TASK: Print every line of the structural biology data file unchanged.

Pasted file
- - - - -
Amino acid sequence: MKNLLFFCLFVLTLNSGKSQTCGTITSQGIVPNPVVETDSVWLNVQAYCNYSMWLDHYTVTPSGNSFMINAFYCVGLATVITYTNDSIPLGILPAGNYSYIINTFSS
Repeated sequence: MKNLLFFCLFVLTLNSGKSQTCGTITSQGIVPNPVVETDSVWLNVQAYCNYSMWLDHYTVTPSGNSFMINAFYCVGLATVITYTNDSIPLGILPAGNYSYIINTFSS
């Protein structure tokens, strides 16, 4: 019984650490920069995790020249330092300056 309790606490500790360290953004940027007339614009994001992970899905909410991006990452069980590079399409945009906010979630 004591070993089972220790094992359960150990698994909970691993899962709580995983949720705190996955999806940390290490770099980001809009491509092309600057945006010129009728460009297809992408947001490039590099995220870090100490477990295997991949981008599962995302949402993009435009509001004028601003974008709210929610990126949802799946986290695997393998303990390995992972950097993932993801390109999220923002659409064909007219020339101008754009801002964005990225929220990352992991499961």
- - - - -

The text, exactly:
Amino acid sequence: MKNLLFFCLFVLTLNSGKSQTCGTITSQGIVPNPVVETDSVWLNVQAYCNYSMWLDHYTVTPSGNSFMINAFYCVGLATVITYTNDSIPLGILPAGNYSYIINTFSS
Repeated sequence: MKNLLFFCLFVLTLNSGKSQTCGTITSQGIVPNPVVETDSVWLNVQAYCNYSMWLDHYTVTPSGNSFMINAFYCVGLATVITYTNDSIPLGILPAGNYSYIINTFSS
């Protein structure tokens, strides 16, 4: 019984650490920069995790020249330092300056 309790606490500790360290953004940027007339614009994001992970899905909410991006990452069980590079399409945009906010979630 004591070993089972220790094992359960150990698994909970691993899962709580995983949720705190996955999806940390290490770099980001809009491509092309600057945006010129009728460009297809992408947001490039590099995220870090100490477990295997991949981008599962995302949402993009435009509001004028601003974008709210929610990126949802799946986290695997393998303990390995992972950097993932993801390109999220923002659409064909007219020339101008754009801002964005990225929220990352992991499961």